Members of several genera are only occasionally available at nurseries (and are not described in detail here). These include: Abrotanella (as A. forsterioides (Hook.) Benth.) from Tas, a tiny tufted alpine herb used in rockeries; Ajania (as A. pacifica (Nakai) K. Bremer & Humphries), a perennial herb with capitula in congested corymbs and rayless outer florets [Chrysanthemum pacificum Nakai]; Ammobium (as A. calyceroides (Cass.) Anderb.) from E Australia, an erect perennial herb with a basal rosette of leaves, small terminal diskoid capitula and yellow florets [Nablonium calyceroides Cass.]; Anacyclus (as A. pyrethrum (L.) Link var. depressus (Ball) Maire), a low herb with white ray florets with 'Golden Gnome' as a listed cultivar; Bartlettina (as B. sordida (Less.) R.M. King & H. Rob.), grown as a specimen shrub for its attractive new growth and fragrant purplish florets [Eupatorium sordidum Less.]; Bedfordia (as B. arborescens Hochr.), a native shrub or small tree good for cool shady positions outside or in a cool glasshouse; Chrysanthemoides (as C. monilifera (L.) Norl.), a tall shrub with yellow florets and fleshy achenes (a noxious weed that should not be grown); Coleostephus (as C. multicaulis (Desf.) Durieu), an annual herb with yellow ray florets, used in rockeries [Chrysanthemum multicaule Desf.]; Craspedia (as C. glauca (Labill.) Sprengel var. glabrata Hook.), a native rosetted herb used in rockeries (several well-known species formerly in Craspedia have been transferred to the genus Pycnosorus); Cratystylis (as C. conocephala (F. Muell.) S. Moore and C. subspinescens S. Moore), woody dioecious native shrubs with small crowded leaves, useful for dry sunny positions; Dymondia (as D. margaretae Compton) from S Africa, a mat-forming perennial with radiate capitula of yellow florets that is used in rockeries; Edmondia (as E. pinifolia (Lam.) Hilliard) from S Africa, a small-leaved shrub with purple diskiform capitula [Helichrysum humile Less.]; Embergeria (as E. grandifolia (Kirk) Boulos) from New Zealand, a stout succulent perennial herb with yellow (purple- or pink-tinged) florets, all of which are ligulate; Eriophyllum (as E. lanatum Forbes) from Canada and the USA, a tufted perennial herb with yellow ray florets; Ewartia (as E. meredithae (F. Muell.) Beauverd) from Tas, a low, cushion-forming plant suitable for rockeries; Gnaphalium (as G. japonicum Thunb.) from Japan, an erect, woolly annual herb with small capitula in compound heads; Grindelia (as G. robusta Nutt. and G. squarrosa (Pursh) Dunal) from N America, bushy biennial or perennial herbs with radiate (sometimes diskoid) capitula of showy yellow ray florets; Gymnocoronis (as G. spilanthoides (D. Don) DC.) from S America, a glabrous, rhizomatous, semi-aquatic perennial herb with diskoid capitula of white florets (a noxious weed in warmer parts of Australia and not to be grown); Hieracium (as H. villosum Jacq.), Shaggy Hawkweed, from Europe, an erect, hairy rosetted herb with moderately large 'radiate' capitula and pale yellow ligulate florets; Ixiolaena (as I. brevicompta F.Muell.) from E Australia, a bushy annual herb with small narrow leaves and small capitula of yellow tubular florets; Ixodia (as I. achillaeoides R. Br.) from SE Australia, a more or less glabrous shrub with variable leaves, small diskoid capitula of creamish florets, and white spreading inner involucral bracts resembling the ligules of ray florets; Jurinea (as J. mollis (L.) Rchb.) from Europe, a perennial herb with mostly divided leaves and large diskoid capitula of rose-purple florets; Kalimeris (as K. incisa (Fisch.) DC.) from E Asia, a perennial herb with toothed leaves and radiate capitula of purple to white ray florets and yellow disk florets [Aster incisus Fisch., Boltonia incisa (Fisch.) Benth.]; Kleinia (as K. gregorii (S. Moore) C. Jeffrey, K. neriifolia Haw. and K. stapeliiformis (E. Phillips) Stapf) from Africa and the Canary Islands, perennial succulents with diskoid capitula grown mainly for their form and colour rather than their flowers [Senecio gregorii (S. Moore) Jacobsen, S. kleinia (L.) Less. and S. stapeliiformis E. Phillips]; Lagenophora [Lagenifera] (as L. stipitata (Labill.) Druce) from Australia, a rhizomatous rosetted perennial herb with toothed leaves, small capitula and short white to blue or violet ligules; Lasiospermum (as L. bipinnatum (Thunb.) Druce) from S Africa, a perennial herb with divided leaves along the stems, radiate capitula, receptacle bracts and woolly achenes that lack a pappus [L. radiatum Trevir.]; Leontopodium (as L. alpinum Cass.), Alpine Edelweiss, from mountainous areas of Europe and Asia, a white-woolly tufted perennial herb with entire leaves and small diskiform capitula in dense corymbs subtended by prominent leaf-like bracts; Leptinella (as L. filicula (Hook. f.) Hook. f. [Cotula filicula (Hook. f.) Benth.] and L. pusilla Hook. f. [Cotula perpusilla Hook. f.]) from SE Australia and New Zealand respectively, prostrate perennial herbs with divided leaves, small stalked capitula in the leaf axils and compressed achenes that lack a pappus; Leptorhynchos (as L. panaetioides (DC.) Benth., L. squamatus (Labill.) Less., L. tenuifolius F. Muell. and L. tetrachaetus (Schltdl.) J.M. Black), native perennial or annual herbs with simple entire leaves along the stems, small diskiform capitula on long stalks and beaked achenes; Leucogenes (L. grandiceps Beauverd) from New Zealand, a tufted perennial herb with small, dense, silvery entire leaves and small diskiform capitula in dense terminal corymbs subtended by prominent leaf-like bracts; Montanoa (as M. hibiscifolia Benth. and M. bipinnatifida (Kunth) C. Koch) from C America, a large shrub or small tree with deeply lobed leaves, smallish pendulous radiate capitula in compound corymbs and white ray florets; Notobasis (as N. syriaca (L.) Cass.), Syrian Thistle, from the Mediterranean region and Asia, an erect spiny annual herb with large white-veined leaves, terminal diskoid capitula, and purple florets (this species has the potential to become a troublesome weed); Othonna (as O. capensis L.H. Bailey) from S Africa, a low trailing herb with succulent cylindrical leaves, 1-6 small terminal radiate capitula that only open in the sun, and usually yellow florets; Pentzia (as P. suffruticosa (L.) Merxm.), Calomba Daisy, from S Africa, an erect annual herb with greyish much-divided leaves, small diskoid capitula in dense terminal compound corymbs, and yellow florets; Podolepis (as P. jaceoides (Sims) Voss), Showy Podolepis, a perennial native herb with mostly basal leaves, erect scape-like stems, each usually with a single terminal radiate capitulum, and straw-coloured florets; Pseudogynoxys (as P. chenopodioides (Kunth) Cabrera, Mexican Flamevine, Orangeglow Vine, from Colombia, a vigorous climbing shrub with narrow, toothed leaves, fragrant radiate capitula to 5 cm across in terminal or axillary corymbs, and orange florets becoming red with age [Senecio confusus (DC.) Britten]; and Pterocaulon (as P. sphacelatum (Labill.) Benth. & F. Muell.), Applebush, from inland areas of Australia, a tall woolly aromatic herb with the many diskiform capitula grouped in terminal compound heads and pink to purple florets. Sanvitalia (as S. procumbens Lam.) from C America is a procumbent annual with large entire leaves, terminal sessile radiate capitula, yellow to orange ray florets and dark purple disk florets; 'Mandarin Orange' is a dwarf to 10 cm tall with black-centred bright orange flowers; 'Pizzaro's Button' and 'Plena' are also listed. Schoenia (as S. filifolia (Turcz.) Paul G.Wilson) is an erect annual herb from WA with very narrow leaves, terminal diskoid capitula, yellow or white involucral bracts and yellow florets [Helichrysum subulifolium F. Muell.]. Serratula (as S. seoanei Wilk.) from SW Europe is an erect perennial, more or less dioecious herb with toothed to divided leaves, terminal diskoid capitula in clusters and usually purple florets. Sonchus (as S. grandifolius Kirk) from New Zealand is a robust rhizomatous perennial herb with large (to 1m long) divided basal leaves, all florets ligulate, purplish and large ribbed achenes. Tithonia (as T. rotundifolia (Mill.) S.F. Blake), Mexican Sunflower, from C America is a tall annual herb with large, almost round, toothed or lobed leaves, large radiate capitula with prominent receptacle scales enclosing the achenes, and yellow or orange ligules. Vernonia (as V. elaeagnifolia DC. [V. elliptica DC.] and V. mespilifolia Less.) from SE Asia and S Africa respectively are shrubs with simple petiolate leaves, diskoid capitula in panicles, and violet or white florets. Wedelia (as W. trilobata (L.) Hitchc.) from N and C America is a creeping perennial herb with large, broad, apically 3-lobed leaves (sometimes entire or toothed), small solitary radiate capitula, and yellow or orange ray florets. Xanthium (as X. spinosum L.), Bathurst Burr, from S America is a robust herb with rigid, 3-pronged spines at the bases of the entire or lobed leaves, and male and female capitula separate on the same plant, the latter lower down and becoming burr-like in fruit, enclosing the florets and achenes. This is a troublesome weed in parts of Australia.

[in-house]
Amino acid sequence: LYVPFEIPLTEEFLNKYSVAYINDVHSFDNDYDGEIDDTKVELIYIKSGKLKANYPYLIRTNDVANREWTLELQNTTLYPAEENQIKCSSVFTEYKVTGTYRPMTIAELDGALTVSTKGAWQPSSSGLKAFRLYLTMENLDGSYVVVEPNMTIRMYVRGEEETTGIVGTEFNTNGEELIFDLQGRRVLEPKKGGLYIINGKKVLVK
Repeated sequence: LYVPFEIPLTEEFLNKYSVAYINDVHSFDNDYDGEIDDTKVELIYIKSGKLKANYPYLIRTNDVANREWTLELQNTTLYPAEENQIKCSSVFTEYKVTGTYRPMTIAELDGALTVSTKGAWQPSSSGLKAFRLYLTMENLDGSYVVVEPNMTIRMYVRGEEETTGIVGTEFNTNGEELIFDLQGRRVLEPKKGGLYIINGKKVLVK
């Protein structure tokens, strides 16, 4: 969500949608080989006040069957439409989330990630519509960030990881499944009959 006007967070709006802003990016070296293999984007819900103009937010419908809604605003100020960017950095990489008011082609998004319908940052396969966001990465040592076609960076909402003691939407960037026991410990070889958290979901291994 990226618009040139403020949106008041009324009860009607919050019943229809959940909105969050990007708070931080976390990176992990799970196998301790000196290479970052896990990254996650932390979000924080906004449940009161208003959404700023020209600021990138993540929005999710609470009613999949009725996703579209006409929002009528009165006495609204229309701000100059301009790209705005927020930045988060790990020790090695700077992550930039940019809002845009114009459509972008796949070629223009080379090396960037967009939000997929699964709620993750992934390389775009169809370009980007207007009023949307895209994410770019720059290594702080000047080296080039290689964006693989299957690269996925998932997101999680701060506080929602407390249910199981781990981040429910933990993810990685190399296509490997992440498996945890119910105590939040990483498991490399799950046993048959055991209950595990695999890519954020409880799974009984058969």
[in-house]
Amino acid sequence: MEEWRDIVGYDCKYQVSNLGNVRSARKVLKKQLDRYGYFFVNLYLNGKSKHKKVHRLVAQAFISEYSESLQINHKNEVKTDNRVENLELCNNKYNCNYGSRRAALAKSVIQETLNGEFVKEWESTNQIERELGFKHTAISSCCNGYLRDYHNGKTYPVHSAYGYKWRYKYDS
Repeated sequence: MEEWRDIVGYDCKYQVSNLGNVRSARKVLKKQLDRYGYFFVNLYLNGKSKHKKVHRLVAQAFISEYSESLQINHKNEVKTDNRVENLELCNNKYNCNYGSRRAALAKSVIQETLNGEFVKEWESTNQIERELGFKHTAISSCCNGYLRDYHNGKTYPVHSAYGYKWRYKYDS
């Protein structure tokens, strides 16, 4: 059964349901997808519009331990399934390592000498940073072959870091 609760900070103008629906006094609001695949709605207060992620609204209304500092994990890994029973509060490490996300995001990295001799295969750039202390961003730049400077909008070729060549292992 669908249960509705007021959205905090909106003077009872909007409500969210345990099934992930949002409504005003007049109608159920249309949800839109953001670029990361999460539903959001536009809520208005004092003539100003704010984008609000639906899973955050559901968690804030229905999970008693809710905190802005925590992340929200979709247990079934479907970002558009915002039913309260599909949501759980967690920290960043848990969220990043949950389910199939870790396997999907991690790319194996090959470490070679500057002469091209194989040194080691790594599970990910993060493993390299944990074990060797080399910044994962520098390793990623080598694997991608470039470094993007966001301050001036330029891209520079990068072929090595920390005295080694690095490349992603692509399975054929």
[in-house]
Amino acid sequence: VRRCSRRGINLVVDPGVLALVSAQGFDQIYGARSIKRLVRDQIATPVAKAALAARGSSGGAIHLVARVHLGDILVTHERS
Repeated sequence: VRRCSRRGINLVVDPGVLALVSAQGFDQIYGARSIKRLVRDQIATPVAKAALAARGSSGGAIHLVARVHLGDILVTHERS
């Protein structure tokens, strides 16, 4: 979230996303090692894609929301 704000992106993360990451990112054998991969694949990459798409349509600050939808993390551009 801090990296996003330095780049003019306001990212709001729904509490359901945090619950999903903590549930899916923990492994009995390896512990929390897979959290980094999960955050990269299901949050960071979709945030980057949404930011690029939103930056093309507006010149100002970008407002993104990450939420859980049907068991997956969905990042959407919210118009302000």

The family includes a number of commercial vegetables, including members of the genera Cichorium (Chicory), Cynara (Cardoon and Artichoke), Helianthus (Sunflower - seeds, oil and tubers), Lactuca (Lettuce) and Tragopogon (Salsify). Carthamus, among others, is a source of oil and dye; Mutisia and Stokesia sources of timber; Tanacetum the source of the insecticide pyrethrins and other members of the fragrant Anthemidae sources of other repellants and flavourings. Many species are sources of medicinal compounds.
Composite flower heads that look like a single flower but consist of numerous small flowers clustered together.
About 1500 genera of 23 000 species (about 200 genera and 1000 species native to Australia) with the greatest diversity in montane tropical and subtropical areas.
This account follows the classification used in Bremer (1994), and draws heavily upon that work, particularly in the formulation of the generic key and the generic descriptions.
The daisies are a difficult group for identification, as differences between genera and species often depend on characters that can only be seen using a microscope or hand lens; the many double-flowered and unusually coloured cultivars in horticulture further complicate identification. A number of terms have been coined to describe various features of the Asteraceae, and these need to be understood by reading the family description carefully and studying the accompanying line drawings.
Source: (2002). Asteraceae. In: . Horticultural Flora of South-eastern Australia. Volume 4. Flowering plants. Dicotyledons. Part 3. The identification of garden and cultivated plants. University of New South Wales Press.